Focus. In any circumstance, we choose what we will focus on. For instance, if you set a new year’s resolution and falter on it, will you focus on the fact that you failed and give up? Or will you focus on how that moment of weakness made you feel and use it to strengthen your resolve as you move forward? <– same situation, but the direction of focus yields very different outcomes. “There is no good or bad but thinking makes it so” – Shakespeare

 

Expectation. Nothing can kill joy like unmet expectations. We have expectations that people will behave in a certain way and when they don’t, we get sad or angry. We have expectations of what our lives should be and if we aren’t meeting those expectations, we feel unworthy. We have expectations for the outcome of our actions and if those expectations aren’t met, we become frustrated. It’s good to have goals, but dwelling on unmet expectations won’t lead you anywhere productive. Instead, we must tune into the present moment, and understand that everything in this moment is as it should be. That’s not to say that you shouldn’t take responsibility to change a less-than-optimal situation, but never forget that the future is created in the present moment. Each moment comes with a set of choices that will either move you closer or further from your end goal. Stop resisting your current situation and start making the right choices each moment.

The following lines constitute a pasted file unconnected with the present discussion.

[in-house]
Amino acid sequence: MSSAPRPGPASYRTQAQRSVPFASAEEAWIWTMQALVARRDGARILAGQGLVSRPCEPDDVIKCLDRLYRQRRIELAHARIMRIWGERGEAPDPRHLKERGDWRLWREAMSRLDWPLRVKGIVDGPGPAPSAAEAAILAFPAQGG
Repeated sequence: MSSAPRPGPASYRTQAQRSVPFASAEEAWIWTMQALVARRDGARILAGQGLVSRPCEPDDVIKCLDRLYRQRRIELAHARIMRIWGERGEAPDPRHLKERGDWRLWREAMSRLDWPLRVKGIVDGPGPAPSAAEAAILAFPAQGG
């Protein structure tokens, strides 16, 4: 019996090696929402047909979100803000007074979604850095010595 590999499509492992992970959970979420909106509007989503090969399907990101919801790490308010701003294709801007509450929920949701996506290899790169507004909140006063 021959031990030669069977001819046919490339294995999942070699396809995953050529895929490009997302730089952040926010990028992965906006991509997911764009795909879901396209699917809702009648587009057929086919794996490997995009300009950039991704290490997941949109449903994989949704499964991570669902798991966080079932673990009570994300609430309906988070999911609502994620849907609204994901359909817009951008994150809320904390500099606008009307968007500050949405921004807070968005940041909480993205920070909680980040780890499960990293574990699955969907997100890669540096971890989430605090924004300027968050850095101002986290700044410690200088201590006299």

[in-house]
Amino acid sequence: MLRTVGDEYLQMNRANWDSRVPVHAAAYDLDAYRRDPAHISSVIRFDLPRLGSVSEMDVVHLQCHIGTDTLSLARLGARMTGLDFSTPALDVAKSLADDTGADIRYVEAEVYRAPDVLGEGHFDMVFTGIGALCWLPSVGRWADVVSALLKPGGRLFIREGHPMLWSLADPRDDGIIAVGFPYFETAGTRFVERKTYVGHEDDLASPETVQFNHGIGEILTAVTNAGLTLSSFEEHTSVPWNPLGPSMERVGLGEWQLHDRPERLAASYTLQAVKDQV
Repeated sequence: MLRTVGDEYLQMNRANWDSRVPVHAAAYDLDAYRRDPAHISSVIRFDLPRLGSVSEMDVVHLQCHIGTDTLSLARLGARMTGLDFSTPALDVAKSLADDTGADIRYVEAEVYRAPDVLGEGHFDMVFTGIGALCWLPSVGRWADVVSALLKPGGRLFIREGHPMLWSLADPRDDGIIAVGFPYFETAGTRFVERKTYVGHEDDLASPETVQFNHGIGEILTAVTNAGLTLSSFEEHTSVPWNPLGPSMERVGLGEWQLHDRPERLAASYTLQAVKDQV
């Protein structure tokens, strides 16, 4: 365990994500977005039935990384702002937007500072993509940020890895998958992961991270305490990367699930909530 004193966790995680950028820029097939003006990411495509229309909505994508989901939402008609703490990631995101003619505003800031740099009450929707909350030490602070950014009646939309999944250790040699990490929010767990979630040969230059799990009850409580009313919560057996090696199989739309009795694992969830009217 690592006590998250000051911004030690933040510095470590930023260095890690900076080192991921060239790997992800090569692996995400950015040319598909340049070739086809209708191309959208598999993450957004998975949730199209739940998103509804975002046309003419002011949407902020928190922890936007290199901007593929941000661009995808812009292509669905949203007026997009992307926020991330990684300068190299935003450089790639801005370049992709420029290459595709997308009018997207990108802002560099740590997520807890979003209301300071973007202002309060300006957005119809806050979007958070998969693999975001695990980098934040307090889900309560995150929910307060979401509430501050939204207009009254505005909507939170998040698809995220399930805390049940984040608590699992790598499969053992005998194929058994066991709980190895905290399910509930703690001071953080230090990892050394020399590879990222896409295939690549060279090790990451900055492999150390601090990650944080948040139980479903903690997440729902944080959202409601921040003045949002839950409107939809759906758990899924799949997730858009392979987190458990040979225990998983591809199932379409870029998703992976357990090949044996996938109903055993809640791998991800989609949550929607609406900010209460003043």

For me, I was focusing on the thought that I was “stuck back home with my parents” (outcome: frustration) rather than focusing on the fact that I have an amazing family who welcomed me back home with open arms while I prepare for my next move (outcome: gratitude). I had the expectation that my lifestyle back in the US would be the same as my lifestyle in South America, though rationally, I knew this phase would be a necessary step to continue moving forward.

 

Since that realization, I have been actively letting go of expectations and shifting my focus from the things that are “missing” in my current circumstance to view each moment as an opportunity to challenge myself, apply all of the things I’ve learned, and grow. The difference has been a gamechanger. Thanks for the reminder, Mom.

 

Long Story Short: “Don’t seek happiness. If you seek it, you won’t find it because seeking is the antithesis of happiness” Eckhart Tolle

 

 

Thanks for stopping by. Stay classy 🙂

 

 

Matt

One thought on “Happiness is a choice, not a circumstance

  1. Love you man.

    Great read. Good perspectives in choosing what to focus on now.

    March 15!!!! Focus on getting ratchet!!!!!

    On Tue, Jan 8, 2019 at 7:48 AM Matt Brigante – The Business Athlete wrote:

    > thebusinessathlete posted: ” What’s up folks, It’s been just over a > month since transitioning back to the U.S. after 6 months of working and > traveling through South America. It’s been quite an interesting transition > to say the least. Since I’ve returned, I’ve experienced a” >

    Like